Written by
Changeboard Team

Published
15 Jan 2013

Adopting Olympic elite performance

15 Jan 2013 • by Changeboard Team

Elite performers

Roger Black and Steve Backley have teamed up to form BackleyBlack, to bring Olympic performance into the workplace.

When we greet them, Black & Backley are no less impressive in stature than they were on the track and field respectively. Charming, animated, good humoured, plus both cheeky and charismatic; Backley is the steady, measured and calming influence, while Black is the gregarious maverick and live-wire of the two.

Delivering elite performance has been a way of life for the pair throughout their sporting careers and it’s something they’re both passionate about. They’ve long since hung up their spikes and spear, yet the lessons Black & Backley learned on the track and field are immeasurable.

World champions

Roger Black won individual silver medals in the 400 metres sprint at both the Olympic Games and World Championships, two individual golds at the European Championships, and 4x400 metres relay gold medals at both the World and European Championships.

While setting the world record twice, javelin thrower Steve Backley notched up an impressive four gold medals at the European Championships, three golds at the Commonwealth Games, two silvers and a bronze at the Olympics and two silvers at the World Championships. He’s the only British track and field competitor to win medals at three different Olympic Games.

RB: There are lots of people out there with so much talent but they’re just drifting. Talent alone is never going to be enough to get you to the top. Even Usain Bolt or Michael Johnson who have amazing talent knew they couldn’t just turn up. They had to apply their talent. In the Olympic space everyone tends to be at a similar level with that exceptional talent, but the difference between those who have long sustainable careers, deliver regularly and win medals is not just about physical ability, it’s also about behaviour.

Bolt makes a good job of making it look easy and fun, but for most of us it’s a lot of pressure and the stakes are high. The Olympics is black and white and your training converges over a four year plan. You’re in a world where every year you set yourself a structure. If you get this race right, it changes your life. If you get it wrong, you have the next four years to wait to have another shot at it. You’re very aware of that one piece of metal.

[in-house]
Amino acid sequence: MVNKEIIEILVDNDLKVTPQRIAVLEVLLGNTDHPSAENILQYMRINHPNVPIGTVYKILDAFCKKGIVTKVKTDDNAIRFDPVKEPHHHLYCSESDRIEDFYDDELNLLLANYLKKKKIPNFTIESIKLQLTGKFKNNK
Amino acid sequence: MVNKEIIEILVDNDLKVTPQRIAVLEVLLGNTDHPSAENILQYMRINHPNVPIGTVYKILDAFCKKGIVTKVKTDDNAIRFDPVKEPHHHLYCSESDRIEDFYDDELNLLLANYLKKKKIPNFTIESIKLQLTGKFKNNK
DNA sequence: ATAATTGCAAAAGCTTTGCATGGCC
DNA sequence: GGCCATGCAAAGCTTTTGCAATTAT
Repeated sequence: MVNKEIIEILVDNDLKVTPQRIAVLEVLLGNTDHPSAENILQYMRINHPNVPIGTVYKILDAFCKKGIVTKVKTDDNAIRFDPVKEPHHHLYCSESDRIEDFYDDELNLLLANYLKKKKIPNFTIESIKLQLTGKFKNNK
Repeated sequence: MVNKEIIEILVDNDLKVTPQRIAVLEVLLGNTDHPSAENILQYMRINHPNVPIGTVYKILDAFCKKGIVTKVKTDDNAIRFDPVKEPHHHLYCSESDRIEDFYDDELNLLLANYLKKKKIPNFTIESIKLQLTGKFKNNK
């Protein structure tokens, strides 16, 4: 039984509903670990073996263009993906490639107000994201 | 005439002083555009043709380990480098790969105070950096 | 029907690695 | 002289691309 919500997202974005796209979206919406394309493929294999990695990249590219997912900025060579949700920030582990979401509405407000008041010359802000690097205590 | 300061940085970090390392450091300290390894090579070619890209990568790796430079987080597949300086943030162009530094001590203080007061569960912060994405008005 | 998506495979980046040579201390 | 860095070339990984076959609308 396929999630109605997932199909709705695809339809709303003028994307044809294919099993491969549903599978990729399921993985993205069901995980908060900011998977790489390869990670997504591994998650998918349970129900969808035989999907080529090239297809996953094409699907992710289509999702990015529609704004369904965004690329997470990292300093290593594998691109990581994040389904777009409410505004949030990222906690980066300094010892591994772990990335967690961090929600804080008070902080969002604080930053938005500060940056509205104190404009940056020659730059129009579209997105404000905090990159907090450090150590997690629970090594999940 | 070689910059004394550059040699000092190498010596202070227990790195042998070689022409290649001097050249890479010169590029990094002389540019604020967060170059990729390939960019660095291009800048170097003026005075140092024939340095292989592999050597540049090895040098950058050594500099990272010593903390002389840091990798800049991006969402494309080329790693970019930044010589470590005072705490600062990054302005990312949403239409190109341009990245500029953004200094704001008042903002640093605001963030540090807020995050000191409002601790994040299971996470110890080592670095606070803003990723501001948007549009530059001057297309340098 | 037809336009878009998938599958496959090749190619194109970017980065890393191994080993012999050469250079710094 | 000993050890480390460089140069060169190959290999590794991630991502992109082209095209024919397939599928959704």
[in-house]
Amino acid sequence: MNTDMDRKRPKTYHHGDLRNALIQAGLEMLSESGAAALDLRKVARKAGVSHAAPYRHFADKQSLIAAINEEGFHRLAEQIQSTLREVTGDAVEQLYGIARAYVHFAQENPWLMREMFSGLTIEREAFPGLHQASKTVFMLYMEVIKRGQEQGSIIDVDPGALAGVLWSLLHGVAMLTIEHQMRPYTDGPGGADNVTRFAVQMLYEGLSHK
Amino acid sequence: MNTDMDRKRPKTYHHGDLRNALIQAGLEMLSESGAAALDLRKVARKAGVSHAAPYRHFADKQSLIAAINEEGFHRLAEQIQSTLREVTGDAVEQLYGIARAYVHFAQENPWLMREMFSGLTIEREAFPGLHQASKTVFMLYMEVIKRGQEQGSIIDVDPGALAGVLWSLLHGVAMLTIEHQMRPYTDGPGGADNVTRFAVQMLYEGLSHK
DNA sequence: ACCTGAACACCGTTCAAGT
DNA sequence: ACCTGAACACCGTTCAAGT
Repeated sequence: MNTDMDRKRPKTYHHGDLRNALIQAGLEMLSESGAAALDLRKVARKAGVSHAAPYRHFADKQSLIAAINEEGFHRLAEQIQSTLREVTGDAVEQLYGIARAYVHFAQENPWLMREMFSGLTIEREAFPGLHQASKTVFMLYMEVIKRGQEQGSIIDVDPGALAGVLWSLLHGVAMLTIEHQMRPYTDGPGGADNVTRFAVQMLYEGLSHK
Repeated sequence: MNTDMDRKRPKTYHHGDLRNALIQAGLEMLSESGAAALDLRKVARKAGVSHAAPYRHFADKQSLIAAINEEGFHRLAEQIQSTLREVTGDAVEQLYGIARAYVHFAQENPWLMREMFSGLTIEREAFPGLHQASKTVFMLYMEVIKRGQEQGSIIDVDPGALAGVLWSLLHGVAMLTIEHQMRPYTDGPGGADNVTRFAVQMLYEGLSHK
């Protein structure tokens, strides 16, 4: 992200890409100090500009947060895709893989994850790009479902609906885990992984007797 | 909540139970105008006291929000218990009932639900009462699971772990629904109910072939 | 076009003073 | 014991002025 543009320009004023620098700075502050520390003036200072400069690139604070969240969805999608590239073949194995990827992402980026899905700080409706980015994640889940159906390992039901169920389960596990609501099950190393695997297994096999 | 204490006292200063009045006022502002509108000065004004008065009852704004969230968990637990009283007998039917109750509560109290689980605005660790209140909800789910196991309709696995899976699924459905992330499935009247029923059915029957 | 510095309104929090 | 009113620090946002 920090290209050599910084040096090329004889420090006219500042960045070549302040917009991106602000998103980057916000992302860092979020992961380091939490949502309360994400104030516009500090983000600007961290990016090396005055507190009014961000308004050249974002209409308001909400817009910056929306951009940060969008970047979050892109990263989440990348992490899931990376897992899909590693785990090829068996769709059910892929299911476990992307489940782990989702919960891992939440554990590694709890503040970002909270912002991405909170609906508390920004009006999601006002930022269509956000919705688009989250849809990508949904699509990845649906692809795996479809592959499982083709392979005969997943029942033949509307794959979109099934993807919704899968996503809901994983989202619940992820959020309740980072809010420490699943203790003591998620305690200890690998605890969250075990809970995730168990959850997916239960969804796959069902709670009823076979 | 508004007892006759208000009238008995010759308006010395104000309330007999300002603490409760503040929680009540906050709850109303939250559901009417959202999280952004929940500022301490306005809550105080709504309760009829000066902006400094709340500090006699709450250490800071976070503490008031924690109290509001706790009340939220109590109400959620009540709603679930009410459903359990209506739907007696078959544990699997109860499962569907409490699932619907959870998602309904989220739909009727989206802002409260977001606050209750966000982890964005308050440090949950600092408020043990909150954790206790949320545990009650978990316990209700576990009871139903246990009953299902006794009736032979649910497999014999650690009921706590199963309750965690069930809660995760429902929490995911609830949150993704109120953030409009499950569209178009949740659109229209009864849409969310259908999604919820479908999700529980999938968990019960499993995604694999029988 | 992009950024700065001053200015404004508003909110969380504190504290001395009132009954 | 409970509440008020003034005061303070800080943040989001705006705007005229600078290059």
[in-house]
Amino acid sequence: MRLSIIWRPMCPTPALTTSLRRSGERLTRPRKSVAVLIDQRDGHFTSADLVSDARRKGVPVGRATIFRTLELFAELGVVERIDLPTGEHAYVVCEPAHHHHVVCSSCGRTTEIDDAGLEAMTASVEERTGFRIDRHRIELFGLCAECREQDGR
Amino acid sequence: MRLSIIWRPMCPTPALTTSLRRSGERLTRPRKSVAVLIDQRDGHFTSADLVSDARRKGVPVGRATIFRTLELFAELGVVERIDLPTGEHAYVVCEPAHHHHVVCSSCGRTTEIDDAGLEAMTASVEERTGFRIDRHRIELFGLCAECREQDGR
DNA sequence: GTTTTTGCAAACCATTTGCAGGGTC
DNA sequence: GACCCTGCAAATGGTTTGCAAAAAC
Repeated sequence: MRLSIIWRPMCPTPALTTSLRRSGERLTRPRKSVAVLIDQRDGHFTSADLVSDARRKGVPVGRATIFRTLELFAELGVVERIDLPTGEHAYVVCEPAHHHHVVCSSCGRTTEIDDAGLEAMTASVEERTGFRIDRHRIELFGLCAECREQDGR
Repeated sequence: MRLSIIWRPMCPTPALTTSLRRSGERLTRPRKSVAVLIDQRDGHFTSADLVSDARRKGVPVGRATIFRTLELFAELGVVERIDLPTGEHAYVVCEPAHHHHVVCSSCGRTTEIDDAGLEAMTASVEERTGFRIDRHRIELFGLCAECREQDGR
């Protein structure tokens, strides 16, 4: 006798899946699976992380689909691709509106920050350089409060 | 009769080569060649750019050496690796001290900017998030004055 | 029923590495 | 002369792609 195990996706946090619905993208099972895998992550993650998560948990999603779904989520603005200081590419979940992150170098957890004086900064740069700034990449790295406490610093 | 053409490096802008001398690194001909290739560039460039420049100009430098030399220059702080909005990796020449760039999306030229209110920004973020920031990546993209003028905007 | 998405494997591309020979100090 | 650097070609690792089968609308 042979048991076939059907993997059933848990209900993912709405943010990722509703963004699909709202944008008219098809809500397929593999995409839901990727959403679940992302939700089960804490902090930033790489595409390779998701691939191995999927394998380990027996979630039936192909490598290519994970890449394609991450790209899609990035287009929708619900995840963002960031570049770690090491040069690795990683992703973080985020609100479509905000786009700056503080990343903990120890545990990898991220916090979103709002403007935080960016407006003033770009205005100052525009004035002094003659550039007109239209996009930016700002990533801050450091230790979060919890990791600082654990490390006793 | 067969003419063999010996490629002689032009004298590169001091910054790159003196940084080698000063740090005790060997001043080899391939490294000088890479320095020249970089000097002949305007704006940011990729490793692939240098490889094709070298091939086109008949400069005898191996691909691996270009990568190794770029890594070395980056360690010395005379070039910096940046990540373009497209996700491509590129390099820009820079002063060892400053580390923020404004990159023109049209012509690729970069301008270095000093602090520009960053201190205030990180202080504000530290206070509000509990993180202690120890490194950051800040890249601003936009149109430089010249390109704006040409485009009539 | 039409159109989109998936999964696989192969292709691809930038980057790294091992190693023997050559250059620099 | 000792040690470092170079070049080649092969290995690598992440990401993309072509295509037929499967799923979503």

Talent will get you to a certain level but to really step up to Olympic performance you have to constantly think differently and change your behaviours. You don’t have to overcomplicate stuff and measure everything though. You can overanalyse too much.

Pulling together as a team

RB: Bottom line is, all I had to do was run around the track once (Black points at Backley, laughs and jokes) and all he had to do was throw a spear. Although we look similar, we’re very different (we all laugh). Steve had to be much more technical in his event than I was in mine.

Quips in Backley: The subtle difference between Roger and I is in the interaction of the team. I had to be the leader as I was the one chucking the spear. Any changes had to come from me. I had to communicate clearly and have a decisive clear vision. The organisation and input of the team dynamics came from me and if I made small tweaks, everyone had to be aligned. I had to be aware of everything and I couldn’t relinquish that responsibility to anyone else. We were all being judged as a team as we all had the same outcome in mind.

RB:...he had a big team around him. We come from both angles when it comes to teamwork. Although I ran individually I also ran in a relay team. Back in the World Championships, 1991, the 4x400m relay team (Kriss Akabusi, John Regis, Derek Redmond and myself) won the race. We were running for each other, daring to win. We had clear leadership with myself and Kriss as the heart of the team. We had to respect one another, but be able to challenge each other. We had a communal desire to win; we had to take risks by changing the running order of the team. We were a collective group of individuals who worked at being a team both on and off the track, and that’s what made the difference.

Team leader

SB: The Olympics is brutal. It all starts with a dream and then believing you can achieve it, whatever it is. It’s about surrounding yourself with talented people, having clarity, a plan which you adapt along the way and having the ability to tap into what is my maximum. To say ‘it’s ok, I tried my hardest’.

You get a slight injury and you can’t train or compete. Look at Kelly Holmes. She kept on getting injured but she never gave up or lost her belief. Her journey is a great demonstrator that it’s not ok to give up. That passion and pain she felt took her to Olympic glory.

You have to understand where you are, where you’re going and how you’re going to get there. It’s about planning, strategy and communicating that with the whole team, and accepting it’s going to be a bumpy road but we’re going to work with that because we want to be high performing. We have looked at the fundamental behavioural parts of a successful Olympian’s journey and broken that down to the fact that in any industry, it comes down to skills, knowledge, attitude and behaviours of the individuals and team. We have a deep understanding of the behavioural elements.